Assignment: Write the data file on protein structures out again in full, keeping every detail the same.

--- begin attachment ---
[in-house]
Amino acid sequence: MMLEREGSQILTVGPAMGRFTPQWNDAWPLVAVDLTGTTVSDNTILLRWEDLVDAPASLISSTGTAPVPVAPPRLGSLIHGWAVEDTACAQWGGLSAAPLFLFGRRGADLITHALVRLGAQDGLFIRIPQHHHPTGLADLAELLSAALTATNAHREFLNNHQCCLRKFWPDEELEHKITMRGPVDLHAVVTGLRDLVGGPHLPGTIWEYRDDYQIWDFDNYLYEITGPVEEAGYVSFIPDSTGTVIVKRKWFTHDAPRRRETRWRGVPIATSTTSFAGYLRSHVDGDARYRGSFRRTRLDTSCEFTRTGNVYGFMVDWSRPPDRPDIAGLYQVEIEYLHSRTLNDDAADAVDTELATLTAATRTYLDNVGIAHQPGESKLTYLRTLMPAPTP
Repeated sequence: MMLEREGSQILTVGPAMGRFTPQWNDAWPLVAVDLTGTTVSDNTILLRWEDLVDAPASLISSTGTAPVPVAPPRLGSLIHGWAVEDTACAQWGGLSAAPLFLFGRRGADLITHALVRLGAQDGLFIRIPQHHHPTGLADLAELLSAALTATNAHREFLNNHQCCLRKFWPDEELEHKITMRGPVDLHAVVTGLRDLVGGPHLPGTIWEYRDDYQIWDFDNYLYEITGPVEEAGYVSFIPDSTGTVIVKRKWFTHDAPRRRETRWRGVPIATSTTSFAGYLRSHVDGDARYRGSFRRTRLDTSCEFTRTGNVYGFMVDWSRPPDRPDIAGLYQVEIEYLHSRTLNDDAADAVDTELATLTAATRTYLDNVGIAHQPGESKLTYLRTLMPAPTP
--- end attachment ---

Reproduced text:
[in-house]
Amino acid sequence: MMLEREGSQILTVGPAMGRFTPQWNDAWPLVAVDLTGTTVSDNTILLRWEDLVDAPASLISSTGTAPVPVAPPRLGSLIHGWAVEDTACAQWGGLSAAPLFLFGRRGADLITHALVRLGAQDGLFIRIPQHHHPTGLADLAELLSAALTATNAHREFLNNHQCCLRKFWPDEELEHKITMRGPVDLHAVVTGLRDLVGGPHLPGTIWEYRDDYQIWDFDNYLYEITGPVEEAGYVSFIPDSTGTVIVKRKWFTHDAPRRRETRWRGVPIATSTTSFAGYLRSHVDGDARYRGSFRRTRLDTSCEFTRTGNVYGFMVDWSRPPDRPDIAGLYQVEIEYLHSRTLNDDAADAVDTELATLTAATRTYLDNVGIAHQPGESKLTYLRTLMPAPTP
Repeated sequence: MMLEREGSQILTVGPAMGRFTPQWNDAWPLVAVDLTGTTVSDNTILLRWEDLVDAPASLISSTGTAPVPVAPPRLGSLIHGWAVEDTACAQWGGLSAAPLFLFGRRGADLITHALVRLGAQDGLFIRIPQHHHPTGLADLAELLSAALTATNAHREFLNNHQCCLRKFWPDEELEHKITMRGPVDLHAVVTGLRDLVGGPHLPGTIWEYRDDYQIWDFDNYLYEITGPVEEAGYVSFIPDSTGTVIVKRKWFTHDAPRRRETRWRGVPIATSTTSFAGYLRSHVDGDARYRGSFRRTRLDTSCEFTRTGNVYGFMVDWSRPPDRPDIAGLYQVEIEYLHSRTLNDDAADAVDTELATLTAATRTYLDNVGIAHQPGESKLTYLRTLMPAPTP